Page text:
ammonia facilities subject to the RM Program. If approved, North Dakota 
will have the primary authority and responsibility to carry out 
elements of the RM Program for agricultural anhydrous ammonia 
facilities within the State, including on-site inspections, 
recordkeeping reviews, audits, compliance assistance and outreach, and 
non-criminal enforcement. EPA will retain authority for implementing 
the RM Program for all other chemicals at these facilities, and for the 
RM Program generally in North Dakota for all other facilities.

II. Background

A. Risk Management Program Background

    On January 31, 1994 (59 FR 4493), EPA promulgated (along with 
various other provisions) the ``List of Regulated Substances and 
Thresholds for Accidental Release Prevention and Risk Management 
Programs for Chemical Accident Release Prevention.'' See 40 CFR 68.130. 
The list, known as Tables 1 to 4 in section 68.130, sets forth the list 
of regulated substances and thresholds under CAA Section 112(r). 
Anhydrous ammonia is a regulated substance under section 112(r) based 
on a mandate from Congress and its subsequent inclusion on the list in 
Tables 1 and 2 in section 68.130. Tables 1 and 2 are identical lists of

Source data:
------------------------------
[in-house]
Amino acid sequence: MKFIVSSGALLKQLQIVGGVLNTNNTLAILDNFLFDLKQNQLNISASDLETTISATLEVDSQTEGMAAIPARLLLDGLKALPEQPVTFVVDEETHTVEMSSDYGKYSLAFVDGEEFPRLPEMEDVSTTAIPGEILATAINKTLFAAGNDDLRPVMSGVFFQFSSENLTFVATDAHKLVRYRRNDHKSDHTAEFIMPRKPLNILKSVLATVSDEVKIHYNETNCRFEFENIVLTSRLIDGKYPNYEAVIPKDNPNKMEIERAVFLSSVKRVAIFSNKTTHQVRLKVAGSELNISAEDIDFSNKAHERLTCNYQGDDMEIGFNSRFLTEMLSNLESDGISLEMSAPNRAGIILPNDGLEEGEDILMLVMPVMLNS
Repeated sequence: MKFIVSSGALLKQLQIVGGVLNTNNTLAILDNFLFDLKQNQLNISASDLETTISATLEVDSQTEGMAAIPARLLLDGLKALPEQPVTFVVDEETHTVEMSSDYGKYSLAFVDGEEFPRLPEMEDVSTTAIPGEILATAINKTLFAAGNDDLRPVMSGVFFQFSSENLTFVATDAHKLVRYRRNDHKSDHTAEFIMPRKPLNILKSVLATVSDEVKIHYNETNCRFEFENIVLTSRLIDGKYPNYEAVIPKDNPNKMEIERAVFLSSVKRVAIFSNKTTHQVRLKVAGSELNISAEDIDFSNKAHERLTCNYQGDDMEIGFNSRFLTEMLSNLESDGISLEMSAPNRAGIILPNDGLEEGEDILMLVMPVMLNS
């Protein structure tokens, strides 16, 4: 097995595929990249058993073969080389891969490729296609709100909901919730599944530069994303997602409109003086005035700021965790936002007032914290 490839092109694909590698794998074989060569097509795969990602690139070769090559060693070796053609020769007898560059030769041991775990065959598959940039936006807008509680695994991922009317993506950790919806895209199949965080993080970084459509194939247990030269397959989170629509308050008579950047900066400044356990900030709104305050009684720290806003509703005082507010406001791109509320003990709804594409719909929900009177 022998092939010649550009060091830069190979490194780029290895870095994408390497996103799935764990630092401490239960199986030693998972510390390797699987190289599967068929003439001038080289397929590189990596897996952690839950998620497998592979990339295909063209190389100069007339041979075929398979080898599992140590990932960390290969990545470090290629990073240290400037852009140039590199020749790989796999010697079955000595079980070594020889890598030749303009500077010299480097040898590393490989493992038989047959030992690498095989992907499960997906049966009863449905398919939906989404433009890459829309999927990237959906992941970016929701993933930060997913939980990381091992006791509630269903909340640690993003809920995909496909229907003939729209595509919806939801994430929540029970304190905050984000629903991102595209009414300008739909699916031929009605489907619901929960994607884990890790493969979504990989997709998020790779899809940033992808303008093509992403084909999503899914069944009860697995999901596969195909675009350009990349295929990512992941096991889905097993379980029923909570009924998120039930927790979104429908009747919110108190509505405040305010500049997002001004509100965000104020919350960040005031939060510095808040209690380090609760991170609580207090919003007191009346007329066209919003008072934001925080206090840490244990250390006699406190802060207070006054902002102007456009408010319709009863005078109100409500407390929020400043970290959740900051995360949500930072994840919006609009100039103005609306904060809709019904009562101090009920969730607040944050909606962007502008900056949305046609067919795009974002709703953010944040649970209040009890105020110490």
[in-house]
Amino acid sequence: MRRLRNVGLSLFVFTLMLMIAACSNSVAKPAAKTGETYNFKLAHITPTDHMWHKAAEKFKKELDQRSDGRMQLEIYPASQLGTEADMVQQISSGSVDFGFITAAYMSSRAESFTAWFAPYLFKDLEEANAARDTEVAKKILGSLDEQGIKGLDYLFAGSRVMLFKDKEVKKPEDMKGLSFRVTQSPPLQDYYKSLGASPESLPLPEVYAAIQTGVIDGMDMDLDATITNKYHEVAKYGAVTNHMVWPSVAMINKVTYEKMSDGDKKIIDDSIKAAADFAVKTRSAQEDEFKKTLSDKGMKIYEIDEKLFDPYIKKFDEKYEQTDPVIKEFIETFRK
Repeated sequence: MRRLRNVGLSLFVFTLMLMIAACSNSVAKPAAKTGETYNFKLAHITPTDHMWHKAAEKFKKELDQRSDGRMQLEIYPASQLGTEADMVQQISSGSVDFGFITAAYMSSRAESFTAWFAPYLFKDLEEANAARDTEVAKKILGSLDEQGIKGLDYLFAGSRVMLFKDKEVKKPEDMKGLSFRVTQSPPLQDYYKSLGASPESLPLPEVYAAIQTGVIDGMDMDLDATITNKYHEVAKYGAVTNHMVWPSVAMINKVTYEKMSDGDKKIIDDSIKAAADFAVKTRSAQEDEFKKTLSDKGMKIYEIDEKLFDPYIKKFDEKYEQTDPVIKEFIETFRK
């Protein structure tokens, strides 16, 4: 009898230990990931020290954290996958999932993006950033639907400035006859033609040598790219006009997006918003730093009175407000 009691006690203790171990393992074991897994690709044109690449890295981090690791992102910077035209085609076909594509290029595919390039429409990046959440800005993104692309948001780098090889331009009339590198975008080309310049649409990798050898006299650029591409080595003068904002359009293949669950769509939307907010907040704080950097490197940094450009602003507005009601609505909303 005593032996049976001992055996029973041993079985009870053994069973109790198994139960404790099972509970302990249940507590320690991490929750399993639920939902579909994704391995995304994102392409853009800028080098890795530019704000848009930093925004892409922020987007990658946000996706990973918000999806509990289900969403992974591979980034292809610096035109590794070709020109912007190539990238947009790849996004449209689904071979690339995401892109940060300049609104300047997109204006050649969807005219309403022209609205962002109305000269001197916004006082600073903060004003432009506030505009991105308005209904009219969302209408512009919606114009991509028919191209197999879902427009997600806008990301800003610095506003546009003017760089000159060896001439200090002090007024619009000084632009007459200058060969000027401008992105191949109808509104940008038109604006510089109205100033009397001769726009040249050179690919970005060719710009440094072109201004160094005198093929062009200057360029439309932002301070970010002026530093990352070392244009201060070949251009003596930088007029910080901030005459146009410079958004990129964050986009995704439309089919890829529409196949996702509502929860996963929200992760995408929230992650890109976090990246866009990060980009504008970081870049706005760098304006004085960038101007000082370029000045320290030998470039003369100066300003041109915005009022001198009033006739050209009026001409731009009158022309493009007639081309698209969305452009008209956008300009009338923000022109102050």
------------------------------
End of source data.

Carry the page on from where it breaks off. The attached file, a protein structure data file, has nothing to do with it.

toxic chemicals arranged alphabetically in Table 1 and by Chemical 
Abstract Service (CAS) number in Table 2.
    Part 68 also sets forth the requirements for owners or operators of 
stationary sources concerning the prevention of accidental releases. 
The regulations address the safe design, operation, and maintenance of 
covered processes and emergency response to accidental releases that 
may occur. The regulations also include requirements for the 
development and submission of RMPs by regulated sources. The RMP is 
required to include information about the regulated stationary source 
and about the source's hazard assessment, prevention program, and 
emergency response program.

B. Delegation of Section 112 Programs

    Section 112(l) of the CAA and 40 CFR part 63, subpart E authorize